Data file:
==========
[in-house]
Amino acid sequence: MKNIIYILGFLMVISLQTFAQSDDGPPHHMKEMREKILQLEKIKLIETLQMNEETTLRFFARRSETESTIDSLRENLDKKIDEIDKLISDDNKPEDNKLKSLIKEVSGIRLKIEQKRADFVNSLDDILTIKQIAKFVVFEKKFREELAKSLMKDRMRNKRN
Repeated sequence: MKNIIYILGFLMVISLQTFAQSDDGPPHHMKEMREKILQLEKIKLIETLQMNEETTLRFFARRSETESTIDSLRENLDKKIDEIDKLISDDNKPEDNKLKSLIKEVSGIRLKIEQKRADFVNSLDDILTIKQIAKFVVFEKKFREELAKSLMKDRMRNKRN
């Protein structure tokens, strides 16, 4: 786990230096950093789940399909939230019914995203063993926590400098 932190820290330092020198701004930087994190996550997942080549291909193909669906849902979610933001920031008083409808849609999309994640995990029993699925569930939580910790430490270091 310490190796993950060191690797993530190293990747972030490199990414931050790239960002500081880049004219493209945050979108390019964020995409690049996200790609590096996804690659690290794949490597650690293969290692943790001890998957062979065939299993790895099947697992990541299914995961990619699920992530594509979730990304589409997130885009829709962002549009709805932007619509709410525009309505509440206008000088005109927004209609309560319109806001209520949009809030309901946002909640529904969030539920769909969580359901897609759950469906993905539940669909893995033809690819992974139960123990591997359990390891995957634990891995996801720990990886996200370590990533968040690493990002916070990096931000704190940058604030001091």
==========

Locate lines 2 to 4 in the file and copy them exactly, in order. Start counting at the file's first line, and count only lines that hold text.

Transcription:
Amino acid sequence: MKNIIYILGFLMVISLQTFAQSDDGPPHHMKEMREKILQLEKIKLIETLQMNEETTLRFFARRSETESTIDSLRENLDKKIDEIDKLISDDNKPEDNKLKSLIKEVSGIRLKIEQKRADFVNSLDDILTIKQIAKFVVFEKKFREELAKSLMKDRMRNKRN
Repeated sequence: MKNIIYILGFLMVISLQTFAQSDDGPPHHMKEMREKILQLEKIKLIETLQMNEETTLRFFARRSETESTIDSLRENLDKKIDEIDKLISDDNKPEDNKLKSLIKEVSGIRLKIEQKRADFVNSLDDILTIKQIAKFVVFEKKFREELAKSLMKDRMRNKRN
């Protein structure tokens, strides 16, 4: 786990230096950093789940399909939230019914995203063993926590400098 932190820290330092020198701004930087994190996550997942080549291909193909669906849902979610933001920031008083409808849609999309994640995990029993699925569930939580910790430490270091 310490190796993950060191690797993530190293990747972030490199990414931050790239960002500081880049004219493209945050979108390019964020995409690049996200790609590096996804690659690290794949490597650690293969290692943790001890998957062979065939299993790895099947697992990541299914995961990619699920992530594509979730990304589409997130885009829709962002549009709805932007619509709410525009309505509440206008000088005109927004209609309560319109806001209520949009809030309901946002909640529904969030539920769909969580359901897609759950469906993905539940669909893995033809690819992974139960123990591997359990390891995957634990891995996801720990990886996200370590990533968040690493990002916070990096931000704190940058604030001091």